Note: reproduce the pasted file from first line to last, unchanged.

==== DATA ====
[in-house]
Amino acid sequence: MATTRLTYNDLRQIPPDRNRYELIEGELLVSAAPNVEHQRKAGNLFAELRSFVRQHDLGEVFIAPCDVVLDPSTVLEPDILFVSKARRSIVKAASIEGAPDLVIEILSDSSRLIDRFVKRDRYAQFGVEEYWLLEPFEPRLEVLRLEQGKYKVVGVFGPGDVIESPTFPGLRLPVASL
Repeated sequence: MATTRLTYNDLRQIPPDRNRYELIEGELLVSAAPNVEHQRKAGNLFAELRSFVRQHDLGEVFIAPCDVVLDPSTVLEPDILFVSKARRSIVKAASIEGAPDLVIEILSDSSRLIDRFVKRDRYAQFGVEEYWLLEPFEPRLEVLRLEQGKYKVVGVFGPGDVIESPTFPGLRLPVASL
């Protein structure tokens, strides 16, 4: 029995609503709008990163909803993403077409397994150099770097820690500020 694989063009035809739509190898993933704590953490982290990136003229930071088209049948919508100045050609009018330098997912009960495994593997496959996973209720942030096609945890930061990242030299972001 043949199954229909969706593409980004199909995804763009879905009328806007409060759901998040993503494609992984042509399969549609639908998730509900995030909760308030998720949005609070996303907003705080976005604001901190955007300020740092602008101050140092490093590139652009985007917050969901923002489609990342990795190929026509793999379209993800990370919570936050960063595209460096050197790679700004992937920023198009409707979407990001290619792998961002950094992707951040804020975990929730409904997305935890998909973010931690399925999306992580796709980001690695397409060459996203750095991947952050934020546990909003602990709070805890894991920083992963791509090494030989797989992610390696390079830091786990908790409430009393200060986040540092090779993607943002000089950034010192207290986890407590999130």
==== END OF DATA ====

[in-house]
Amino acid sequence: MATTRLTYNDLRQIPPDRNRYELIEGELLVSAAPNVEHQRKAGNLFAELRSFVRQHDLGEVFIAPCDVVLDPSTVLEPDILFVSKARRSIVKAASIEGAPDLVIEILSDSSRLIDRFVKRDRYAQFGVEEYWLLEPFEPRLEVLRLEQGKYKVVGVFGPGDVIESPTFPGLRLPVASL
Repeated sequence: MATTRLTYNDLRQIPPDRNRYELIEGELLVSAAPNVEHQRKAGNLFAELRSFVRQHDLGEVFIAPCDVVLDPSTVLEPDILFVSKARRSIVKAASIEGAPDLVIEILSDSSRLIDRFVKRDRYAQFGVEEYWLLEPFEPRLEVLRLEQGKYKVVGVFGPGDVIESPTFPGLRLPVASL
């Protein structure tokens, strides 16, 4: 029995609503709008990163909803993403077409397994150099770097820690500020 694989063009035809739509190898993933704590953490982290990136003229930071088209049948919508100045050609009018330098997912009960495994593997496959996973209720942030096609945890930061990242030299972001 043949199954229909969706593409980004199909995804763009879905009328806007409060759901998040993503494609992984042509399969549609639908998730509900995030909760308030998720949005609070996303907003705080976005604001901190955007300020740092602008101050140092490093590139652009985007917050969901923002489609990342990795190929026509793999379209993800990370919570936050960063595209460096050197790679700004992937920023198009409707979407990001290619792998961002950094992707951040804020975990929730409904997305935890998909973010931690399925999306992580796709980001690695397409060459996203750095991947952050934020546990909003602990709070805890894991920083992963791509090494030989797989992610390696390079830091786990908790409430009393200060986040540092090779993607943002000089950034010192207290986890407590999130």